(1) The quality of the information available through the media comes from the professionalism, ethics and courage of the journalists in the field and the media culture that supports them. The strengthening of a viable independent media in Sri Lanka is a critical step in the on going process of building democratic institutions, eliminating ethnic conflict and encouraging public participation.
(2) There is perpetrated on the media a psychology of fear through abductions, killings and other forms of pressure. The conversation has become not about what we write but about what we do not. For example journalists are specifically advised not to speak disparagingly of either the President or his brother the Secretary of Defence. They are told not to write about either of them in a particular manner. Media certainly has a duty to disclose responsibly and within the strict guidelines of journalistic practice and ethics but self-censorship in Sri Lanka has gone beyond the pale. We believe this needs to be changed.
(3) The government has also intensified efforts to exert control over new means of communication—including satellite television, the internet, and mobile telephones—as well as the news outlets that employ them. Worsening violence against the press and impunity for such crimes are forcing more journalists into self-censorship or exile. The level of violence and physical harassment directed at the press by both official and non-state actors is phenomenal.
(4) This has to be looked at in the background of the restriction of democratic space in the past five years. The breakdown of institutions, a Parliament in which ministers fail to turn up to give answers to questions, where the Committee of Public Enterprises and Public Accounts Committee have been made non operational. These are committees which are now headed by members of the government, with instructions on what should be done.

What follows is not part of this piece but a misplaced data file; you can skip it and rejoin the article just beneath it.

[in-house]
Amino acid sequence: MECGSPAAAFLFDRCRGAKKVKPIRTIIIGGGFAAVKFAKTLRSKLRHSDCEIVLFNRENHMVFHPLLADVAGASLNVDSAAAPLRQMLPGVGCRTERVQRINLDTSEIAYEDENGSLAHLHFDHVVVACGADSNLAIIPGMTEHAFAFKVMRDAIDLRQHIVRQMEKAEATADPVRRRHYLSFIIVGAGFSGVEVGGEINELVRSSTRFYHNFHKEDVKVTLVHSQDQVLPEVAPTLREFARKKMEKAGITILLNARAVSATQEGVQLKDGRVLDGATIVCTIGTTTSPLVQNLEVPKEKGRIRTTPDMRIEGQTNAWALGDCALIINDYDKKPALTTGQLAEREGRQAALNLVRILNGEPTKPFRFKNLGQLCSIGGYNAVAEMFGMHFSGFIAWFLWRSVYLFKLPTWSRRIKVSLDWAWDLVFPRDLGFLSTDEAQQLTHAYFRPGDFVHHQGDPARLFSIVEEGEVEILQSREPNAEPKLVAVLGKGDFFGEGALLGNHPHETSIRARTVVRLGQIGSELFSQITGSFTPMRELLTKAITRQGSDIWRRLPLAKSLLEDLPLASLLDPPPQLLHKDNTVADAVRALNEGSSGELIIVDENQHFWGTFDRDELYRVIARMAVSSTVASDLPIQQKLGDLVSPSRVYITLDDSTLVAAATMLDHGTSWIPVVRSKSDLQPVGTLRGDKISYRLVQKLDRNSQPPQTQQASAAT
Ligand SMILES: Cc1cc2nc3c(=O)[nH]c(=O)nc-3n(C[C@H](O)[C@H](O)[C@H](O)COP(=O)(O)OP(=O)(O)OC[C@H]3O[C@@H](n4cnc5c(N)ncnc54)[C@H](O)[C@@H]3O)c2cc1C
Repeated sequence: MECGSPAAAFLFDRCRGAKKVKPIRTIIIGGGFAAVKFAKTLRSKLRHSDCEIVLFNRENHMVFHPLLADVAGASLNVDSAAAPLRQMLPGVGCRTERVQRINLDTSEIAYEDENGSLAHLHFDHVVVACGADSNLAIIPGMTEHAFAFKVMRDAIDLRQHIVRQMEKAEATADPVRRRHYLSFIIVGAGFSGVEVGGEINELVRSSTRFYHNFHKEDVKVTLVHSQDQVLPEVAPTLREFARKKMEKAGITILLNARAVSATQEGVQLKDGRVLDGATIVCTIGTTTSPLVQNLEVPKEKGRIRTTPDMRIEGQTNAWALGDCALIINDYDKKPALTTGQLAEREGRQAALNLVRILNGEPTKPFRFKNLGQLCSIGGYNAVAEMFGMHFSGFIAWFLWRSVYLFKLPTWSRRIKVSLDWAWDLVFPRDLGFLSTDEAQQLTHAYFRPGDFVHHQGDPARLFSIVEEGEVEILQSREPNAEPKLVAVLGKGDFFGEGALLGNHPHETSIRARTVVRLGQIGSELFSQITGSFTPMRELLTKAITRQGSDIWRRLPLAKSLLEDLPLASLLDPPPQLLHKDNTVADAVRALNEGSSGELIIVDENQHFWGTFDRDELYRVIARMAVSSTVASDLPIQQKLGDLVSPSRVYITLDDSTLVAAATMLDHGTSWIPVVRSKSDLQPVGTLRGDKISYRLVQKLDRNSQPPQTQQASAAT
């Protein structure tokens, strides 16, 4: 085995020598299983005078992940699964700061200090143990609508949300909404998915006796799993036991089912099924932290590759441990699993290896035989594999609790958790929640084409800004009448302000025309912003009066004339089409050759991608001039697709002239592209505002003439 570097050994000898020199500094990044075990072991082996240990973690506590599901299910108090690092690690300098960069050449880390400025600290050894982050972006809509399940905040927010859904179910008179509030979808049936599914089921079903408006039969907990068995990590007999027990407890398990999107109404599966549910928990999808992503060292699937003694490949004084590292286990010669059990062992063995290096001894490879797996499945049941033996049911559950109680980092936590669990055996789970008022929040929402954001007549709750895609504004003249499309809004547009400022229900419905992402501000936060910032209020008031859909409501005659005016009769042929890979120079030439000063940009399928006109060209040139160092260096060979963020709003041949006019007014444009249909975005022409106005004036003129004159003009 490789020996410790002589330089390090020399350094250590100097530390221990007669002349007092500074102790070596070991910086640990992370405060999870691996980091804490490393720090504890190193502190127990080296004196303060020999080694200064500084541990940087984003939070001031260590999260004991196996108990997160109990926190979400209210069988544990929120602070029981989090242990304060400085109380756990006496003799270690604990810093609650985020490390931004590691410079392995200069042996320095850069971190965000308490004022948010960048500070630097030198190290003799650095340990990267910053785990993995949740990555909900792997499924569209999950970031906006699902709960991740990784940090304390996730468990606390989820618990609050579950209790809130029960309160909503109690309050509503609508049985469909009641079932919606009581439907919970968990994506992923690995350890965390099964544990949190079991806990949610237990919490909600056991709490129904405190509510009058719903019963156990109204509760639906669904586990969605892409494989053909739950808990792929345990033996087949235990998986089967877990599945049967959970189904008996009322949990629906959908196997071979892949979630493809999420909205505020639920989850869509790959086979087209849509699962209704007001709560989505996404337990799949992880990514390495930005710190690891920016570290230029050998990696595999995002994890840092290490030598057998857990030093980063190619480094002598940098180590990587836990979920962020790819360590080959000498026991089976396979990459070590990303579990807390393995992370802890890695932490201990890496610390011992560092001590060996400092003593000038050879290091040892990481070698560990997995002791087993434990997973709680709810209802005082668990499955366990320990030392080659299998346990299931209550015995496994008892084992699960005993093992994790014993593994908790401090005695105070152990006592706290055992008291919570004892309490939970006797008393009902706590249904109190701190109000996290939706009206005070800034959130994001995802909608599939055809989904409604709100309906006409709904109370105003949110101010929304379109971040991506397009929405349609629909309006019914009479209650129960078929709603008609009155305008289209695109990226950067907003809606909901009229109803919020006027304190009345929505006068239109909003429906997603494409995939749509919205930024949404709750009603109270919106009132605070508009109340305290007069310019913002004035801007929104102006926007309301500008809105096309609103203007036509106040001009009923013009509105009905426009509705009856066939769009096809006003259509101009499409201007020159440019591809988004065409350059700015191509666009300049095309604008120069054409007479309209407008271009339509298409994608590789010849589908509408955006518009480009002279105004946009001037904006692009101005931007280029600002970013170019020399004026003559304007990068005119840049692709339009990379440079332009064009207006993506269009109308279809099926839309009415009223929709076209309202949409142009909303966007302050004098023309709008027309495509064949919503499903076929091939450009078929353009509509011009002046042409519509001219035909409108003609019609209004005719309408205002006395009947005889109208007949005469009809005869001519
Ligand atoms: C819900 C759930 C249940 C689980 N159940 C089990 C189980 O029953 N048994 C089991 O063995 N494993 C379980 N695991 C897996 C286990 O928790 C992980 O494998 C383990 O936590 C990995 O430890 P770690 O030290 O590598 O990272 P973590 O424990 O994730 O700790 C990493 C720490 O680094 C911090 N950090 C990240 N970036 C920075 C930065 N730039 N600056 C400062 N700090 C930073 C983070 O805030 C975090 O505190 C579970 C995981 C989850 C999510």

The amendments abolished the Constitutional Council established to ensure the independence of appointments, transfers and removal of persons to the Judiciary and to the police, bribery, finance, elections and human rights commissions. The independent oversight body has been replaced by a toothless Parliamentary Council whose observations the President must seek but need not act upon in making these key appointments.
(5) Moreover the long years of war, with the country fractured along ethnic, cultural, language and religious divides, has seen many elements of Sri Lanka’s media present stories that are biased in favor of one side or another. We believe this needs to be changed.
(6) We believe that it is not only the people of one country that keep their own government honest, but also the people of other countries who are watching that government through the media.
(7) The UN Declaration of Human Rights is universal. It was not as oft said, intended to be hostage to political fortune or the anxieties and vagaries of a given age.
(8) The right to free speech means nothing if it only sanctions politically and socially acceptable views. It is the right that allows us to defend all other rights.
(9) We believe embracing the principles of journalism means we must place the principles of journalism above politics. Those principles can be summed up in one word: Respect. Respect for truth. Respect for the public’s right to know. Respect for the views of others.
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